Science to Share


How to learn while asleep

While the lights are turned OFF, your brain is still ON

Allow me to paint you a scene. You’re 30-ish and you’ve been able to scramble together the whole shebang; Lovely partner, kids, a job, some good friends to spend your Friday evenings with, etc. All fun and games, of course, but also a bit on the busy side of things. Work takes up four and a half days, the kids are still young enough that your sleep schedule hasn’t fully recovered and trying to find time for not just your partner, but also your friends and hobbies is quite the challenge. You want to spend time on everything, but you just don’t have enough of it. Now, unfortunately, science has yet to find a way to put more hours in a day, but there might be another way to gain more time for activities, sleep-learning. No more late nights trying to work with the new mandatory software for work. No more rattling your brain, trying to fix your motorcycle engine. Instead, you can just sleep, and your subconscious does the work for you.

Today, I will tell you about three ways in which you can use sleep to learn (or unlearn) things. Firstly, I want to tell you something about learning with sound. After that I want to give you two ways in which you can use smell.

Let’s start with sound

In 2017, researchers at the Département d’Études Cognitives in Paris found something very interesting. They were trying to figure out if people can learn vocabulary while asleep. So, they put on a tape of someone saying a bunch of words. And the people could actually recognize the words!

Unfortunately, there’s a catch; Only sounds played during a certain phase of sleep could be recognized. Sleep is more or less divided into two phases: Rapid Eye Movement (REM) sleep and Not Rapid Eye Movement (NREM) sleep. REM is basically the phase of sleep where you dream and NREM the phase where you are vast asleep. Both phases take turns throughout your sleep, but NREM has a bigger role early on and REM has a bigger role at the end of your sleep. Little side note, ever wake up feeling super groggy? You probably woke up while you were in NREM sleep.

The phases of sleep. As you can see, NREM occurs more towards the beginning of sleep and REM more towards the end.

Sounds played during REM sleep could be recognized. Sounds played during NREM sleep made learning those same sounds more difficult while awake. So, you can learn new words and definitions while asleep, but you do need to be careful when you play the sounds. Since NREM sleep is mostly present during the early part of sleep you can’t just put on a podcast or video and call it a night. If you want to use this technique to learn maybe what you can do is set an alarm for roughly an hour before you normally wake up (When you are mostly in REM sleep). Then, make it play something worth learning, instead of an actual alarm. Of course, be careful not to put the sound to loud, otherwise you’ll wake up too early and less sleep is always bad for learning.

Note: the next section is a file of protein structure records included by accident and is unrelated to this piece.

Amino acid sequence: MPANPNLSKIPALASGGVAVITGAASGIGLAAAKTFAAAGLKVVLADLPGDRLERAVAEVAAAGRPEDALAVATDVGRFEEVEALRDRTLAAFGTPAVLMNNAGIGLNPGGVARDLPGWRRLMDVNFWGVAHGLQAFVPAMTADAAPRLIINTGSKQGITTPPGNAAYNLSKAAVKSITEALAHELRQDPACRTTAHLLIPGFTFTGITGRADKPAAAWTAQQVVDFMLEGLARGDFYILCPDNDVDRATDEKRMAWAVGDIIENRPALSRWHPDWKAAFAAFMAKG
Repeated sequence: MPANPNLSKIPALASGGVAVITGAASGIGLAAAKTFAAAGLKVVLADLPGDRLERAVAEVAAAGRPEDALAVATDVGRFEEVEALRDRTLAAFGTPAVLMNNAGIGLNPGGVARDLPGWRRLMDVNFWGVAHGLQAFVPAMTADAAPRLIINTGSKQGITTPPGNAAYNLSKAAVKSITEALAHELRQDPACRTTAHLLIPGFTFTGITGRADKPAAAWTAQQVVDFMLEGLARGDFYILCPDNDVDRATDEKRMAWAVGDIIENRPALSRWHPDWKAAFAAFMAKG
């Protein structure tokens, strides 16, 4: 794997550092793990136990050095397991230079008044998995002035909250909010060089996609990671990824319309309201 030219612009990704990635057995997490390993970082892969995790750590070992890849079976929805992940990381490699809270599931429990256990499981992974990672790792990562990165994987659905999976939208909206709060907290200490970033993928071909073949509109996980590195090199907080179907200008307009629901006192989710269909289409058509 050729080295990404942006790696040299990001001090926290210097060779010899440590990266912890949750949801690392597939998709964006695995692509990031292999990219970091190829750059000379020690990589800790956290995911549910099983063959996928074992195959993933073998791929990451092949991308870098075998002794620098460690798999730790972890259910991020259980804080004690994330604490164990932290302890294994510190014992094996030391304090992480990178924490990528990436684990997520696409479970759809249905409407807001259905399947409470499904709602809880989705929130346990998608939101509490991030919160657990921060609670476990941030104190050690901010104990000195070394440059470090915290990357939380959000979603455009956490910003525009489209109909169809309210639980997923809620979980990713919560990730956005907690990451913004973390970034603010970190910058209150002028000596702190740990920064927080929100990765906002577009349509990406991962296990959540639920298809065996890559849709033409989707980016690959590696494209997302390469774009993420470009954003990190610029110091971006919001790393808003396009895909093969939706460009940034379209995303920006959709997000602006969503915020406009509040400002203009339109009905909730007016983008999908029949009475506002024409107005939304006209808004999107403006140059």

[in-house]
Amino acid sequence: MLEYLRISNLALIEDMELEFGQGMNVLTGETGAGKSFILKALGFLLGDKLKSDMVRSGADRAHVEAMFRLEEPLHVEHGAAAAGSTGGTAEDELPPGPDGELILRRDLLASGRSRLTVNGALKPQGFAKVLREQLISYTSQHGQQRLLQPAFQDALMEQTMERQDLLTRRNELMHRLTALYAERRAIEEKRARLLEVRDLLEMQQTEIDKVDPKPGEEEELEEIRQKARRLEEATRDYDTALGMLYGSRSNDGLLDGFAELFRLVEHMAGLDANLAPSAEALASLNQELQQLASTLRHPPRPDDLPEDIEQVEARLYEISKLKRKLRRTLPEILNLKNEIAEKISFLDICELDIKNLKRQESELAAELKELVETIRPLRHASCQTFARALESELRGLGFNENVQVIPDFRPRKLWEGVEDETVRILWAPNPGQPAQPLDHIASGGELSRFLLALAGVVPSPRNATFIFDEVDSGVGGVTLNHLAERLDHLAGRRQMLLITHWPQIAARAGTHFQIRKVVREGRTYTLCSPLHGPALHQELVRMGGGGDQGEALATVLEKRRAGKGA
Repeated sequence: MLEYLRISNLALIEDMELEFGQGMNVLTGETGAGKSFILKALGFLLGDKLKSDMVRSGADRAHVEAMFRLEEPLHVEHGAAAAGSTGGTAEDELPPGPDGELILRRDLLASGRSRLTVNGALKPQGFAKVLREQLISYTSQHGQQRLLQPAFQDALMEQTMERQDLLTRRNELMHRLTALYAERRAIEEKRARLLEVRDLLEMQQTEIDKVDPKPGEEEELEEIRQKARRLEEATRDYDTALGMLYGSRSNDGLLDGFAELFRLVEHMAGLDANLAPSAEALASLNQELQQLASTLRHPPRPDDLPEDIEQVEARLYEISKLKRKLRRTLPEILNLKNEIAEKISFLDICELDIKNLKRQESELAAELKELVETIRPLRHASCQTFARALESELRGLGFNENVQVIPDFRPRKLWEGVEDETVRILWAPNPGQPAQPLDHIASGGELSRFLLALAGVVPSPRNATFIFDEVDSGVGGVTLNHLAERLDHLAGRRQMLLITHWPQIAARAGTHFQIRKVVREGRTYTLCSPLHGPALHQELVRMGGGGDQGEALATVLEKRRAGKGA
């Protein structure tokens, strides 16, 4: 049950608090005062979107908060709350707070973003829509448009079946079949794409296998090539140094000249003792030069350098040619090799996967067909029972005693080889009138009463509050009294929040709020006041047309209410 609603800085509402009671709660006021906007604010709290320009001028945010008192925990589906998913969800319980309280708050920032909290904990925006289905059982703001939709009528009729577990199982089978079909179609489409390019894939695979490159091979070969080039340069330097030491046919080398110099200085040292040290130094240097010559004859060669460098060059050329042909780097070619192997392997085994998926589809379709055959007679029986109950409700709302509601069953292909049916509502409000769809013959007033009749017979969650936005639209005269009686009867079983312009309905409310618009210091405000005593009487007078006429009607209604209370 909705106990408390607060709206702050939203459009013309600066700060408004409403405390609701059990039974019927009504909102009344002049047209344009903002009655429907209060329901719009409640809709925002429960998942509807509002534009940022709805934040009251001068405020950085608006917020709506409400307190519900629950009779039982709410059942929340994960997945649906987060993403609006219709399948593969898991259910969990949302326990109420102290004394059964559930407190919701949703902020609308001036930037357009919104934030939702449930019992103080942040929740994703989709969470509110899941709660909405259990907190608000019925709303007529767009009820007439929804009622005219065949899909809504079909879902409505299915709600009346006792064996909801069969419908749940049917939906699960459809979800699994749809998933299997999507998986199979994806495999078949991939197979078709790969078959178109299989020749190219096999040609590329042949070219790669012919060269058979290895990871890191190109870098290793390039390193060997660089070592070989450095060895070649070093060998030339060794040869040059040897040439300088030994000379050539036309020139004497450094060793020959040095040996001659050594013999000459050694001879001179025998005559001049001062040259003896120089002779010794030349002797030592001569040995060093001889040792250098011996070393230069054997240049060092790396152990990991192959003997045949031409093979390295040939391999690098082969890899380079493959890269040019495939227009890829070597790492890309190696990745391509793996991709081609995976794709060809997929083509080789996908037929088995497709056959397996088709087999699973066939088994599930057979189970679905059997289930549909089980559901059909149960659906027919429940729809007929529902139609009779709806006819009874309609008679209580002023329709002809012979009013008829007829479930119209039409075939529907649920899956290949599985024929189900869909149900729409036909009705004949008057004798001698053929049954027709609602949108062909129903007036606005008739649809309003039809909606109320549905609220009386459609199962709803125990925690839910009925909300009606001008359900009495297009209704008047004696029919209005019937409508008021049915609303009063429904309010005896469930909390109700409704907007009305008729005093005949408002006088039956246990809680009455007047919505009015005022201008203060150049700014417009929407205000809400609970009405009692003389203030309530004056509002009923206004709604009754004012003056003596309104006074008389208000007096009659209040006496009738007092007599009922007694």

Learning with smell

Instead of sounds, you can also use smells. Smells are a very powerful tool for associating, and you can use that to your advantage. There are two ways to use smells. You can use them to enhance the learning that you did, or you can use them to change behaviour.

Let’s begin with the first. In 2020, researchers at the Institute for Frontier Areas of Psychology and Mental Health in Freiburg, Germany, tried to use smells to make people learn better. They gave students a rose that the students had to smell while studying, sleeping and while making the test. Students who used the rose while studying and during the test did better than students without the rose. But students who also used it while asleep did even better. So, if you ever need to learn something you might want to try and link it to a smell and put that smell on your nightstand as well. For example, if you are trying to figure out how to fix your motorcycle engine, maybe put something that smells distinctly garage-y next to your bed.

Another way to use smells is to change your behaviour. Say you want to quit smoking, but you just haven’t managed yet. A team of researchers at the Weizmann Institute of Science in Rehovot, Israel, actually tried looking for a way to use smells to help people quit smoking, way back in 2014. They made people smell tobacco and rotten fish at the same time. What they found was that people started associating the two smells, but only if they smelled them in their sleep. These people then smoked way less in the next few days. So, if you ever want to change something about yourself, you could consider combining some smell associated with that behaviour (like tobacco in this case) with some nasty smell and put it on your nightstand. Only downside to that, this probably isn’t very popular with the spouse.

So, what have we learned? You can use sleep to take away some of the learning you need to do every day and get more time for other activities. It seems that there are a few ways to go about it. Either by listening to what you want to learn during the proper time window or by adding a particular smell when learning something, to form an association to what you have learnt with the smell, thus making your learning more impactful.


Andrillo, T., Pressnitze, D., Léger, D., & Kouider, S. (2017). Formation and suppression of acoustic memories during human sleep. Nature Communications, 8(1).

Arzi, A., Holtzmann, Y., Samnon, P., Eshel, N., Harel, E., & Sobel, N. (2014). Olfactory aversive conditioning during sleep reduces cigarette-smoking behavior. Journal of Neuroscience, 34(46), 15382-15393.

Neumann, F., Oberhauser, V., & Kornmeier, J. (2020). How odor cues help to optimize learning during sleep in a real life-setting. Scientific Reports, 10(1).

Graph adjusted from